Sunday Times: What went wrong for the opposition in GE ’97?

Cover Story

THE electoral tide that had been going in the opposition’s favour since 1984 turned against it at the recent polls. Collectively, the parties secured only 35 per cent of the votes, lower than the 39 per cent they scored in 1991.

The largest among them, the Singapore Democratic Party, received its worse-ever thrashing despite carving a high profile in recent years.

The Workers’ Party managed to retain its lone Hougang seat and clinch a Non-Constituency MP seat by giving the PAP its fiercest fight in Cheng San GRC.

Despite a slate of credible candidates, the National Solidarity Party performed worse than before. Its image of being mild and non-controversial was no vote-getter.

The first major challenge the opposition faces is to find a counter to the PAP’s strategy of tying votes to upgrading, touted as its coup de grace in the recent elections.


Spirit of Anson no match for PAP firepower

Mr Jeyaretnam … thought ground was sweet in Cheng San.

THE Workers’ Party, which was overshadowed by the Singapore Democratic Party in the last Parliamentary term, is now back at the top of the opposition league.

It was the highest scorer among the five opposition parties in the polls chalking 37.6 per cent of the valid votes cast compared to the overall opposition score of 35 per cent.

By comparison, the SDP had 33.1 per cent while the National Solidarity Party obtained 30.1 per cent.

The Jan 2 results were, no doubt, boosted by the party’s top-scoring opposition incumbent, Mr Low Thia Khiang, who was re-elected as MP for Hougang.

His victory margin of 58 per cent, an increase of 5.2 percentage points from 1991, defied an across-the-board swing to the PAP.

His party’s share of the votes was also lifted by its 45.2 per cent score in the hotly-contested Cheng San GRC which allowed its chief, Mr J. B. Jeyaretnam, to be a Non-Constituency MP.

However, the WP’s GRC teams in Pasir Ris and West Coast, did not fare so well, taking only about 29 per cent of the valid votes.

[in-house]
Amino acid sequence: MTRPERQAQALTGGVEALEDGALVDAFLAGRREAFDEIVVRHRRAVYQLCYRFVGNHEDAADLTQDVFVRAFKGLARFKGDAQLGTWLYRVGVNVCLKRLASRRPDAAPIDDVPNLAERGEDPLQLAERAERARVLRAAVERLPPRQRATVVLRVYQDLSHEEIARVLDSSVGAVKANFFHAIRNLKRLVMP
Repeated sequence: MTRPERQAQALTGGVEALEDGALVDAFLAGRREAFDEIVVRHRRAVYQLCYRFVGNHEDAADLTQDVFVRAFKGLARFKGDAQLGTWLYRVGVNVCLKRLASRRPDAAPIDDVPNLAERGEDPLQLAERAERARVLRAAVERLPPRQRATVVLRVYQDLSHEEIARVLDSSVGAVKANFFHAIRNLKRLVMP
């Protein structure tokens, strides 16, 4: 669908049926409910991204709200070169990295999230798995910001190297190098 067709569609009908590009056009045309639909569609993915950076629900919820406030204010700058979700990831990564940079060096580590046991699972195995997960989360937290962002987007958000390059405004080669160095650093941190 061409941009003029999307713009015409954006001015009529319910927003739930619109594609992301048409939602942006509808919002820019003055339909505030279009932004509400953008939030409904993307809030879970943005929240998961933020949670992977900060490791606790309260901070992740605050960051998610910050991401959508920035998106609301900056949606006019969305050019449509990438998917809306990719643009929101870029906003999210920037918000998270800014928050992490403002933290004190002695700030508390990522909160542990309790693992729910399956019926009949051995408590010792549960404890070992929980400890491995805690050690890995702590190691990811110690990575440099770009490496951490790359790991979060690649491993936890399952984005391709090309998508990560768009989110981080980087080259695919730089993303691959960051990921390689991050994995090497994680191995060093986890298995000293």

So what factors were at play behind the WP’s fluctuating fortunes in the recent elections?

Still trying to come to terms with its defeat in Cheng San, the party is asking if the PAP won because it induced or intimidated people into voting for it.

It has not done a thorough analysis of the outcome, but there is no doubt that it was banking on winning the hearts and minds of the mainly Chinese electorate in Cheng San.

Mr Jeyaretnam, a 71-year-old lawyer, went to battle convinced that there was public sympathy for his long and costly struggle to stand up to the PAP. He was “the man from Anson” who broke the PAP’s monopoly in Parliament when he won the single seat in 1981.

And he had with him Mr Tang Liang Hong, a 61-year-old lawyer, who spoke fluent Malay, English and Mandarin, to counter the PAP’s allegations that he was a Chinese chauvinist.

In his rally speeches, Mr Tang sought to reach out to the “silent majority” of non-English-speakers who felt they were left out of the mainstream of society.

Mr Huang Seow Kwang, the third team member, is a 35-year-old engineer and Colombo Plan scholar, who was supposed to represent the younger votes.

Dr Tan Bin Seng, the fourth member, is a medical practitioner and WP chairman. A seasoned campaigner and fluent Mandarin speaker, he won 47 per cent of the votes in Changi in 1991.

The only non-graduate was Mr Abdul Rahim Osman, a materials controller.

It seemed that Mr Jeyaretnam was so pleased with the reception to his team that he declared during a walkabout that the spirit of Anson was in the air in Cheng San and other parts of Singapore.

But if there was such a spirit, it was not enough to beat the overwhelming firepower directed at Mr Tang by the Prime Minister and the other top PAP leaders to stop him from entering Parliament.

Their criticisms that he was a dangerous man who could upset race relations here forced many Chinese, Malay and Indian voters to weigh the pros and cons of voting for him.

“The reception we had from the Chinese voters towards the end of our campaign was cooler after the PAP top guns stepped up their attacks,” a WP member said.

“We could sense that some of the Chinese, Malay and Indian voters might change their minds and vote for the PAP’s team.”

Feedback from WP campaign workers also suggested that the electorate was swayed by the PAP’s stand that the stakes were too high for them to sacrifice attractive upgrading and infrastructure programmes just to have more opposition voices in Parliament.

In Hougang, however, voters were prepared to give up these goodies to keep Mr Low. His better-than-expected victory was attributed to his strong rapport with residents over the last five years and his relentless work on the ground.

He was also viewed favourably as a Parliamentarian who asked pointed questions and got the answers he wanted without indulging in acrimonious debates.

In Pasir Ris and West Coast, the contest for the WP was lost even before it began. The party’s candidates there were mainly old party hands.

They wanted to test whether they could snatch 40 per cent of the votes from their opponents led by two of the PAP’s younger minister.

“Halfway through our campaign, we knew we could not meet our target,” a WP candidate confessed. “The tide for the PAP was too strong, but we tried our best to get as many votes as we could.” – AHMAD OSMAN

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